Researchers from NC State have developed a new technique for directly printing metal circuits, creating flexible, stretchable electronics. The technique can use multiple metals and substrates, and is compatible with existing manufacturing systems that employ direct printing technologies.

Dr. Jingyan Dong
Dr. Jingyan Dong

Tech Briefs: What brought you to this project?

Dr. Jingyan Dong: Traditional printing methods are limited by material cost, by the conductivity of the printed feature, or by the printing resolution. That motivated us to try electrohydrodynamic (EHD) printing technology. We use this process to print low-melting-point alloys to achieve high resolution and high conductivity with low-cost material. We can achieve these objectives simultaneously. This is the first time molten metal-based inks have been used for EHD printing.

Tech Briefs: Why did you choose EHD?

Dr. Dong: There are many other printing approaches; for example, inkjet and screen printing. These are very difficult to use with molten metal inks. Moreover, they have lower resolution. For example, inkjet and screen printing can achieve best resolutions of roughly tens to hundreds of microns, while EHD printing can regularly achieve sub-micron to microns. We can achieve a resolution of tens of microns even for high-viscosity molten metal inks with EHD printing.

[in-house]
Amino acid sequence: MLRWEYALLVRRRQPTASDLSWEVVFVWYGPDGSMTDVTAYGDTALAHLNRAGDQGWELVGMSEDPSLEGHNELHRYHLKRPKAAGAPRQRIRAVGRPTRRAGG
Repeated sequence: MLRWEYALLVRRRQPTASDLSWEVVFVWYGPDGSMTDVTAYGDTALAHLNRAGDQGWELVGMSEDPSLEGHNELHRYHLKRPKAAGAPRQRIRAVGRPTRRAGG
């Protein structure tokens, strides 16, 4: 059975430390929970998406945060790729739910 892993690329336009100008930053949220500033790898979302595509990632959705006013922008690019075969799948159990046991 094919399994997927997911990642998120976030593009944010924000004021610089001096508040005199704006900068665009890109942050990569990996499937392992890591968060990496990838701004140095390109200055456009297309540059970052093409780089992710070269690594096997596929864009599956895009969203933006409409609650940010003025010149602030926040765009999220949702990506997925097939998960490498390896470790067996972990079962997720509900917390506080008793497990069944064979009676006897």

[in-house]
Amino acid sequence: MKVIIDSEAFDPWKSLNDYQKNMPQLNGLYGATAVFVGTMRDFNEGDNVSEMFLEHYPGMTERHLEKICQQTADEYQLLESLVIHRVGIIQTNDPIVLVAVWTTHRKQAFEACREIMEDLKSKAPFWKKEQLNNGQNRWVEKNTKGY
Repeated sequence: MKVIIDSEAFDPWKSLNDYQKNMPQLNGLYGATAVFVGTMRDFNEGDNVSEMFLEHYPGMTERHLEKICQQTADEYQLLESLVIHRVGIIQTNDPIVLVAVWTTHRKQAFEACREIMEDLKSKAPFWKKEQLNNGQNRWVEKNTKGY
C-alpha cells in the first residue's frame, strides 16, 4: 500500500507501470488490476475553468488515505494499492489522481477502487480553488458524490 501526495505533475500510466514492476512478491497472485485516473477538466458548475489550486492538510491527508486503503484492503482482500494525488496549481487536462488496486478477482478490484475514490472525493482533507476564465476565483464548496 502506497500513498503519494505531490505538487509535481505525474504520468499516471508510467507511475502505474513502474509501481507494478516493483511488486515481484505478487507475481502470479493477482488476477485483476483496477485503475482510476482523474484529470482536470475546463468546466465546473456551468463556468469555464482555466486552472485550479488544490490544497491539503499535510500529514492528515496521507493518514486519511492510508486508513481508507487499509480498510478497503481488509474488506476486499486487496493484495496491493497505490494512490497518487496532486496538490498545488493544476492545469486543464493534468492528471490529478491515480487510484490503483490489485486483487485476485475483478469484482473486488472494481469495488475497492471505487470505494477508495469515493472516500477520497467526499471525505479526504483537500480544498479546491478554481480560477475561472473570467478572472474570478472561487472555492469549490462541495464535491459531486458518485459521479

Tech Briefs: Did you design a new alloy for this process?

Dr. Dong: No. To make this process widely applicable, we just selected existing low-melting-point metals. We tried Field’s metal, Wood’s metal, and solder. We eventually focused on Field’s metal because it is lead-free and environmentally friendly. Although we chose Field’s metal with a melting point of 60 °C for our demonstration, we could also work with other low-melting-point metals like traditional solder.

Tech Briefs: What other applications are there for EHD?

Dr. Dong: Our method can be used to produce wearable devices, since it can bend and stretch without affecting electrical performance. I see applications for wearable sensors and for communication components such as antennas. Solid-state electronics are easy to produce, because there are no requirements for flexibility and stretchability of the electronics features, and it’s relatively easy to print onto glass and silicon wafers.

Basically, we want to further evaluate the capabilities of metal printing for different applications. We’ve demonstrated some simple device designs; for example, touch sensors. We plan to experiment with a pressure sensor and perhaps wearable sensors for healthcare applications.

Tech Briefs: How soon could it be implemented?

Dr. Dong: We feel there are only minor gaps for bridging this printing approach from a laboratory technology to a commercial fabrication method. There might be some work in between, but I would say it’s not too difficult.


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This article first appeared in the March, 2018 issue of Tech Briefs Magazine.

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